Therefore, Mickey must hide who he really is by adopting the image of this tough guy. It may seem that he is cowardly, but this is his reality. This is the most daring thing ever done. 20 years of continuous mental and physical abuse, the fear that people would find out who Mickey Milkovich really was, caused PTSD.
Post-traumatic stress disorder (PTSD) is a mental health condition that's triggered by a terrifying event — either experiencing it or witnessing it. Symptoms may include flashbacks, nightmares, and severe anxiety, as well as uncontrollable thoughts about the event.
4. Depression (Portrayed by Fiona Gallagher)
Depression affects people in different ways and can cause a wide variety of symptoms. They range from lasting feelings of unhappiness and hopelessness to losing interest in the things you used to enjoy and feeling very tearful. Many people with depression also have symptoms of anxiety.
Treason, losing a job, family disagreements - this is what broke Fiona Gallagher in season 9. Being completely at a loss from such a quick change of position, she does not find anything better than to disguise her real emotions in alcohol. As a depressed person, she changes in her perception, in reaction to the world around her, becomes, in a sense, “not like herself”. Everything that was familiar and easy before became painful as if she was losing strength.
Always being a support for her siblings, she was unpleasantly surprised to see that they did not care about her problems and that no one extended a helping hand to her during the most difficult period of her life.
5. Agoraphobia (Portrayed by Sheila Jackson)
Agoraphobia is assumed to be a fear of open spaces. In fact, this is both the fear of being unable to leave a place or situation immediately and the fear of being away from home. The causes of agoraphobia include a traumatic event that happened to a person or witnessed. It could be a fight, an accident, etc...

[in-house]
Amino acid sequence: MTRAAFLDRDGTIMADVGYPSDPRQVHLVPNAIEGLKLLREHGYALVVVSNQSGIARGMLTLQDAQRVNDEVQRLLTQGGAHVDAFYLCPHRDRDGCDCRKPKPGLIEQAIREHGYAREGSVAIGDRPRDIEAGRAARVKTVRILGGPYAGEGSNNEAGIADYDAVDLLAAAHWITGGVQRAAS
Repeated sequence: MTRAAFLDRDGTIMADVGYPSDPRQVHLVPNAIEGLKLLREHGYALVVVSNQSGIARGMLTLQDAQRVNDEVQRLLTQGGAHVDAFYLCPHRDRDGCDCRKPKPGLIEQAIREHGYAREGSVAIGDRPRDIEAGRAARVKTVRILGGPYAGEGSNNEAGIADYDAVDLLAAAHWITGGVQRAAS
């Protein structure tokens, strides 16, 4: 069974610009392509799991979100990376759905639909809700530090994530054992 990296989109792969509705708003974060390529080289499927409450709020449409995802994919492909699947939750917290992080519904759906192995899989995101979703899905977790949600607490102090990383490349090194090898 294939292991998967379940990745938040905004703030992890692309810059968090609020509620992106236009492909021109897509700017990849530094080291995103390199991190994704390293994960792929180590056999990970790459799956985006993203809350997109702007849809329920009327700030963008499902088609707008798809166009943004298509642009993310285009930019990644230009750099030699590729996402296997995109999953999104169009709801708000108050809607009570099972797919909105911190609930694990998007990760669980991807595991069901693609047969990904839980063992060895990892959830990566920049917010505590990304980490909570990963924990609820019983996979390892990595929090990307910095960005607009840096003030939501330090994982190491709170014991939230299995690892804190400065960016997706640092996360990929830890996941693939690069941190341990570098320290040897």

Unfortunately, the reason why Sheila Jackson had agoraphobia was not named, but we were shown its consequences. The fear of going outside the house was a real torture for the woman, and she did not consider herself a functioning member of society. That's what Joan Cusack said about her role:
"I can't see not leaving your house in five years, but I can see feeling like, you know, [life is] overwhelming sometimes,"
6. Abandonment Anxiety (Portrayed by Debbie Gallagher)
Abandonment anxiety is often caused by a childhood loss. This loss could be related to a traumatic event, such as the loss of a parent through death or divorce. It can also come from not getting enough physical or emotional care.
Spending her childhood in the Gallaghers' house, Debbie had to grow up quickly from an early age and make her own decisions. Helping her older sister with the organization of a kindergarten at home, she had to take care not only of herself but also of a dozen children every day.
When the Gallaghers took an unfamiliar old woman into their home in Season 1 to introduce her as their aunt, Debbie finally got the love and care she needed so badly. During this short period of time, the hope arose in the little girl that she had found a person who would give her a good childhood, and she took the old lady's departure to her heart.
As we can see, through TV shows, the stigma around mental disorders is gradually being destroyed. We have a hope that soon the problem of mental problems will be even more widely shown on TV and this will allow more people to educate themselves.